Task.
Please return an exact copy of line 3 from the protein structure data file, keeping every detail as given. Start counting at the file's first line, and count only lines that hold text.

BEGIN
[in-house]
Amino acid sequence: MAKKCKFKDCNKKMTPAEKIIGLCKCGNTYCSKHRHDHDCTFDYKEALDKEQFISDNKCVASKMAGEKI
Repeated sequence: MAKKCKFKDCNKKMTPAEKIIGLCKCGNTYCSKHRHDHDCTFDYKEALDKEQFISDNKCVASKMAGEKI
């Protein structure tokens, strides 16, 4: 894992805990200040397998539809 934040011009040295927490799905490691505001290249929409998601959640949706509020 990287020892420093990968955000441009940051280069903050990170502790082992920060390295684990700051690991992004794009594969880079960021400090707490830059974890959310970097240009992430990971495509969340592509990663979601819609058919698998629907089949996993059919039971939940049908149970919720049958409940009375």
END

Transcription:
Repeated sequence: MAKKCKFKDCNKKMTPAEKIIGLCKCGNTYCSKHRHDHDCTFDYKEALDKEQFISDNKCVASKMAGEKI